Migrant children and families fleeing crime, joblessness
06/19/2014 6:35 PM
06/19/2014 6:37 PM
In recent months we have seen the rise of unaccompanied children on the border between the United States and Mexico. Many of these are from the northern triangle of Central America, formed by El Salvador, Guatemala and Honduras.
The phenomenon is complex and has many reasons: the increasing sophistication of human smuggling, which sees children as a niche market; criminal activity in parts of Central America and the endemic lack of opportunities for our people.
However, we believe that the main motive behind this flow of migrants is the desire of families to reunite with their children. Since no legal option for reunification exists, families choose the risky alternative.
At a meeting this Friday between Vice President Joe Biden and Central American leaders, our president, Salvador Sánchez Cerén, will reiterate our position that the primary endpoint in the phenomenon is family reunification. In addition, he will confirm the commitment of our government to work hard to improve the socio-economic roots of the lack of opportunities for our youth and our need to attract more private sector investment.
In this area, we thank the United States for the approval of the second compact of the Millennium Challenge Corporation and we hope to sign it soon. The second MCC compact will generate many jobs and important development in the coastal zone of El Salvador, the area where many of our migrants originate.
We will also redouble efforts to combat the scourge of gangs threatening to recruit our children. President Sánchez Cerén has established a security strategy that prioritizes the prevention of violence, community work and state intervention for the most vulnerable communities in our country.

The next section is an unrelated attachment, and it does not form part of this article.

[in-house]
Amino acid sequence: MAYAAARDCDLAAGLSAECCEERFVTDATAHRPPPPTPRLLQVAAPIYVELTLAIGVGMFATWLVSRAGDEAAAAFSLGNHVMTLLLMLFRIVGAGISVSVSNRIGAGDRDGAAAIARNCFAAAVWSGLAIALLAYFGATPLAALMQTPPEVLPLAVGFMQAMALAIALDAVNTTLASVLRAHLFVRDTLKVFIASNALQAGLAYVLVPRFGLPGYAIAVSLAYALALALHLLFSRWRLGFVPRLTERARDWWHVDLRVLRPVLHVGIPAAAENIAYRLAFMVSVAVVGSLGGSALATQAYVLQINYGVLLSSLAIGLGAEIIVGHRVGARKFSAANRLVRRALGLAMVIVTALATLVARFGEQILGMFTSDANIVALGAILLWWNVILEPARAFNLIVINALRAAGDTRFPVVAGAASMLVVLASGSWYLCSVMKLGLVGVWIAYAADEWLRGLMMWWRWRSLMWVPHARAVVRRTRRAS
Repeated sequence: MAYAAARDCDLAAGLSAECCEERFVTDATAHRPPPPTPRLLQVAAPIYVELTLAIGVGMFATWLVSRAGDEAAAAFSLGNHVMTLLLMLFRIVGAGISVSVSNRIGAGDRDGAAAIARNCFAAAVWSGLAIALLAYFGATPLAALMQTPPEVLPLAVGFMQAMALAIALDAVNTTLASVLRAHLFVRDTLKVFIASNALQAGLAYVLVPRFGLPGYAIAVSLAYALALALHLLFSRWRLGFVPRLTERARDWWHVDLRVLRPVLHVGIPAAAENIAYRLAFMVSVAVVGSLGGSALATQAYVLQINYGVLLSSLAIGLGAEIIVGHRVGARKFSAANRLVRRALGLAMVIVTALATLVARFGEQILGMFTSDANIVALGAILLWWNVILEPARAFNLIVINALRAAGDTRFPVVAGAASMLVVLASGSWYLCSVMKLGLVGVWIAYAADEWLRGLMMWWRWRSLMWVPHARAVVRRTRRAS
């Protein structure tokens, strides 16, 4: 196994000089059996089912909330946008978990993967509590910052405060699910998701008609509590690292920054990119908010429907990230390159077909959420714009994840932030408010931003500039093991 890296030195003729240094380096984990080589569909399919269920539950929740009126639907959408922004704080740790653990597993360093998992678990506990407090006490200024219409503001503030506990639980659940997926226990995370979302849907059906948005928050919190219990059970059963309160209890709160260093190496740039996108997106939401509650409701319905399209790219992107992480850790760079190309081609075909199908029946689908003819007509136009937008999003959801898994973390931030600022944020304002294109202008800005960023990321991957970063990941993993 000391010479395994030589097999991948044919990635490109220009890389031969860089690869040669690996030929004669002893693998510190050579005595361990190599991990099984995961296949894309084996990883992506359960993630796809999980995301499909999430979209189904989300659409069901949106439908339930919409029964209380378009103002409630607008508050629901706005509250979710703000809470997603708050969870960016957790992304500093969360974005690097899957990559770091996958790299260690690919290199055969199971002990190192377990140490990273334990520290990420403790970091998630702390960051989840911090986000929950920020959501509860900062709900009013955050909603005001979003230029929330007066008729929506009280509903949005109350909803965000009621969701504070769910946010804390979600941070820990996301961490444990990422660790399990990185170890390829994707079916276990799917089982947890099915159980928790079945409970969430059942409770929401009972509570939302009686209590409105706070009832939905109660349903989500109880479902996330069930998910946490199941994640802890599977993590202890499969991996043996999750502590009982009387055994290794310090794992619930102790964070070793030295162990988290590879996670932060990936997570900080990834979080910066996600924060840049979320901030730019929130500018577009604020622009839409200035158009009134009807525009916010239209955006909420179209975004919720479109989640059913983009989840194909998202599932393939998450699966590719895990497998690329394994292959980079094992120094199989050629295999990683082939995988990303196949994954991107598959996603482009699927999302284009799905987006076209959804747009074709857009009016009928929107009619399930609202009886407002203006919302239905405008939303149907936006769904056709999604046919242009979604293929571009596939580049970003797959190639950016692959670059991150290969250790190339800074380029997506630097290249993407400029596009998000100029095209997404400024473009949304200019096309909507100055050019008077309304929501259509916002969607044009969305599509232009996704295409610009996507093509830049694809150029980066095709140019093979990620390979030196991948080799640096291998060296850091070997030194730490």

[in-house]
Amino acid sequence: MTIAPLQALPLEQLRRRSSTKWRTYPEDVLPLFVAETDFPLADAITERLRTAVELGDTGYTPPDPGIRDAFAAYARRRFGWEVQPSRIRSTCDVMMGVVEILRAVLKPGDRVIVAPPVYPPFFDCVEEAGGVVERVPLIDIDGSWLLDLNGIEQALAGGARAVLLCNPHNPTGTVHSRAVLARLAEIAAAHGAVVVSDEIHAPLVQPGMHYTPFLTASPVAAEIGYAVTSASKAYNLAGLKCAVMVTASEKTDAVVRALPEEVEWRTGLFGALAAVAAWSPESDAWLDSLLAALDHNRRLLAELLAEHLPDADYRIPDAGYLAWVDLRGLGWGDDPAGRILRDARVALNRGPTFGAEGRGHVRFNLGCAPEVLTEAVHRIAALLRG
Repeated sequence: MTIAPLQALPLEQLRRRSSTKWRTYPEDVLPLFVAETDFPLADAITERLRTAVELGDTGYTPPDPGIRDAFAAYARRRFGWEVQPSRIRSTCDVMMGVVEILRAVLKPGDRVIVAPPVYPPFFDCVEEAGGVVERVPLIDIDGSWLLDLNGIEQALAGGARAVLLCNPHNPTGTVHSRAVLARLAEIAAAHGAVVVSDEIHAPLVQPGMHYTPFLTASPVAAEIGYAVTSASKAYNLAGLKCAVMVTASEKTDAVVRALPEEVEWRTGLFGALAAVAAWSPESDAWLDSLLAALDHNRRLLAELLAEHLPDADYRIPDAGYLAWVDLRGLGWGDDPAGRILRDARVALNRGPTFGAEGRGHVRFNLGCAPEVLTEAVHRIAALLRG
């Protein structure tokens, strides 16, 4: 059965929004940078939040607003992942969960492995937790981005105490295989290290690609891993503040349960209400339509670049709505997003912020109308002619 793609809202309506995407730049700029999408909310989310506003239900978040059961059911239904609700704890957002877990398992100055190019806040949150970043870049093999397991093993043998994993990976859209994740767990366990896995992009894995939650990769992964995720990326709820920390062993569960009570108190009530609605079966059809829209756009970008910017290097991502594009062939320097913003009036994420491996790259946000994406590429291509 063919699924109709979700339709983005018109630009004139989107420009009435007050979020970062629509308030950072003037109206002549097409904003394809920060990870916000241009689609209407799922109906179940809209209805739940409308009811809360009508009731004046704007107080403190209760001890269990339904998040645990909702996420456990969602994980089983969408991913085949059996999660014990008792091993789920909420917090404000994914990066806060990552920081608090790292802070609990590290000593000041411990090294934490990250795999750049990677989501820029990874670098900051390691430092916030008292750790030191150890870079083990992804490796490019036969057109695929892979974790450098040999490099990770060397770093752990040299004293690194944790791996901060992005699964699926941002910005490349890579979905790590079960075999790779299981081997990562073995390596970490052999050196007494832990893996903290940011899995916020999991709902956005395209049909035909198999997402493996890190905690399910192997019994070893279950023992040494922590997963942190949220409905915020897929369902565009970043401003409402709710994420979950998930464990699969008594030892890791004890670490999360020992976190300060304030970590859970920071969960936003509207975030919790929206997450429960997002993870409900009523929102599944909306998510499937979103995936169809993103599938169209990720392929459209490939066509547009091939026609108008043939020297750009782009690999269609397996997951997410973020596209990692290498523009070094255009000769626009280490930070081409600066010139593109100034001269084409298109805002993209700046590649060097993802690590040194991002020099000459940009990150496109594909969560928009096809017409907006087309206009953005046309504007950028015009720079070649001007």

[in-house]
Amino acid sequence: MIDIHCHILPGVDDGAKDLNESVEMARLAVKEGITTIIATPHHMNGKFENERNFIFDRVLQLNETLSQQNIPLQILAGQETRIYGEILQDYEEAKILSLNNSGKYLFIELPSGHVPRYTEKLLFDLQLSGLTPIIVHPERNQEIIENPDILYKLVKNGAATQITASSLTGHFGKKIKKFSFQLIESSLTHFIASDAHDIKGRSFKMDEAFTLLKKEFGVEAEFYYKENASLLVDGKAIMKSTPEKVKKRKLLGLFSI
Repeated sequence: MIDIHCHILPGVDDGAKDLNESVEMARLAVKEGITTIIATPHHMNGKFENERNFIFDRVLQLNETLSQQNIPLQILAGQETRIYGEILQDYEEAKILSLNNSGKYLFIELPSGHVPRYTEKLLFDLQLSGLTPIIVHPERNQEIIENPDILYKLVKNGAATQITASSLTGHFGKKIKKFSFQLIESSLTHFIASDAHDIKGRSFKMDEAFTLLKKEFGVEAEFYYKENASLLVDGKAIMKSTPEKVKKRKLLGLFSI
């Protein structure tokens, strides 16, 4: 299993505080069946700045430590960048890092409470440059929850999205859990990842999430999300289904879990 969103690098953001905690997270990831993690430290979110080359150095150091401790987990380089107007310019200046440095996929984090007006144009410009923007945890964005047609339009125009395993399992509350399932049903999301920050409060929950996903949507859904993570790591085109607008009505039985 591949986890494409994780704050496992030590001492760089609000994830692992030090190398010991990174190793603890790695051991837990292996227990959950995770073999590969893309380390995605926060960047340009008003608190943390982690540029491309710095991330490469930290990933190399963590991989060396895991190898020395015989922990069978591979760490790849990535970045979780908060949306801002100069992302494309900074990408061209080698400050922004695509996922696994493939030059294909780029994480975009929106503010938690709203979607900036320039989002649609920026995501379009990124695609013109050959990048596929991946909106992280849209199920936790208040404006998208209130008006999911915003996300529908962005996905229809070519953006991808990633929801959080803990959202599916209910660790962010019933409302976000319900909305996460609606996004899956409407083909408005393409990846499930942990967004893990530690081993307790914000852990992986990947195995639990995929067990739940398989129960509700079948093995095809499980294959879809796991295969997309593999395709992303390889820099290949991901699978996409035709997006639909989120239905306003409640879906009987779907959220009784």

We understand the concern of the U.S. government about the issue of immigration. We are aware that the phenomenon is not a stranger to electoral considerations; however, we must not ignore the fact that children detained at the border have universal rights that should be given priority over the interests of an expedient solution.
Children are entitled to receive special protection from our consulates, where we contact their family members, collaborate on reunification either in the United States and El Salvador and avoid re-victimization.
We emphasize that our consulates and U.S. legislation stress that any solution must be for the best interests of the children and their safety.
To protect our children, we have strengthened our consulates near the border and our deputy minister for Salvadorans abroad, Liduvina Magarín, visited the border this week to understand the phenomenon firsthand.
At the same time, our authorities will investigate the networks of human smugglers that profit from our families by offering them false ideas about unauthorized immigration.
The strategic solution is to address the socioeconomic causes that lead the citizens of El Salvador to emigrate to the United States.
Although we are confident that campaigns to discourage migration will be important to inform many potential migrants about the risk of the travel, the lasting solution comes from a strategic dialogue that the countries of northern triangle of Central America, Mexico and the United States will create about three issues with common roots: immigration, citizen insecurity and lack of economic growth.
Because of this, we welcome Vice President Biden’s visit to Central America, and hope it becomes a step in a frank, respectful and efficient dialogue.
We are willing to work for a country that offers more job opportunities to the vast majority of Salvadorans, less social and economic inequity and a safe environment for our children. This vision is enriched by the pursuit of a transnational approach that deals with the root causes of the phenomenon, rather than just treats its consequences.
These kids who come to the United States are not only the children of our countries. They are the children of our region.
Rubén Zamora is the ambassador of El Salvador to the United States.
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